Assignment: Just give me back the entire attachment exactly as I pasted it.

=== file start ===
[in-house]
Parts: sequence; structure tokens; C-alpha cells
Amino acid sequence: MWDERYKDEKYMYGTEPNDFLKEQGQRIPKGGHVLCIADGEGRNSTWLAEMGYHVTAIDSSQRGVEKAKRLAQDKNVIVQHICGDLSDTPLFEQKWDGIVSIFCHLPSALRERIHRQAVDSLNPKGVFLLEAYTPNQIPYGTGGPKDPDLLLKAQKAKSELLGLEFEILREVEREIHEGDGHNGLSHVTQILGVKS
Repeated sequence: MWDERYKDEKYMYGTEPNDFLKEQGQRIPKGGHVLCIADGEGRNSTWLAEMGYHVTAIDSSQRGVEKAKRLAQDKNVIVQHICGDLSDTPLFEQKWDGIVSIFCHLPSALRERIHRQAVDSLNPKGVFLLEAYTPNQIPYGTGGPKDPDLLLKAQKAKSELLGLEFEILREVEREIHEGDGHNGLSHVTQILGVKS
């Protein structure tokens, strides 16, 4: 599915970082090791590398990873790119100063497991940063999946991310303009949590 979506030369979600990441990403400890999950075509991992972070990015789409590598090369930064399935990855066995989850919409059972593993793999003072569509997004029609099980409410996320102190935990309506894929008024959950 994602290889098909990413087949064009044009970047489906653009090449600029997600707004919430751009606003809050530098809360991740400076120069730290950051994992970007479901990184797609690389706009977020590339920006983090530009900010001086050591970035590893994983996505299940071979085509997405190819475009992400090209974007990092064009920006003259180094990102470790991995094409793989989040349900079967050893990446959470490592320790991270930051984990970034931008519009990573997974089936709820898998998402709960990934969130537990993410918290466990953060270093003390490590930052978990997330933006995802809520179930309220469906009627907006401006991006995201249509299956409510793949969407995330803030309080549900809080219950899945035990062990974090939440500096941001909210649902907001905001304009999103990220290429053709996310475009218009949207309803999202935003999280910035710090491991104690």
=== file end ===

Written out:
[in-house]
Parts: sequence; structure tokens; C-alpha cells
Amino acid sequence: MWDERYKDEKYMYGTEPNDFLKEQGQRIPKGGHVLCIADGEGRNSTWLAEMGYHVTAIDSSQRGVEKAKRLAQDKNVIVQHICGDLSDTPLFEQKWDGIVSIFCHLPSALRERIHRQAVDSLNPKGVFLLEAYTPNQIPYGTGGPKDPDLLLKAQKAKSELLGLEFEILREVEREIHEGDGHNGLSHVTQILGVKS
Repeated sequence: MWDERYKDEKYMYGTEPNDFLKEQGQRIPKGGHVLCIADGEGRNSTWLAEMGYHVTAIDSSQRGVEKAKRLAQDKNVIVQHICGDLSDTPLFEQKWDGIVSIFCHLPSALRERIHRQAVDSLNPKGVFLLEAYTPNQIPYGTGGPKDPDLLLKAQKAKSELLGLEFEILREVEREIHEGDGHNGLSHVTQILGVKS
């Protein structure tokens, strides 16, 4: 599915970082090791590398990873790119100063497991940063999946991310303009949590 979506030369979600990441990403400890999950075509991992972070990015789409590598090369930064399935990855066995989850919409059972593993793999003072569509997004029609099980409410996320102190935990309506894929008024959950 994602290889098909990413087949064009044009970047489906653009090449600029997600707004919430751009606003809050530098809360991740400076120069730290950051994992970007479901990184797609690389706009977020590339920006983090530009900010001086050591970035590893994983996505299940071979085509997405190819475009992400090209974007990092064009920006003259180094990102470790991995094409793989989040349900079967050893990446959470490592320790991270930051984990970034931008519009990573997974089936709820898998998402709960990934969130537990993410918290466990953060270093003390490590930052978990997330933006995802809520179930309220469906009627907006401006991006995201249509299956409510793949969407995330803030309080549900809080219950899945035990062990974090939440500096941001909210649902907001905001304009999103990220290429053709996310475009218009949207309803999202935003999280910035710090491991104690």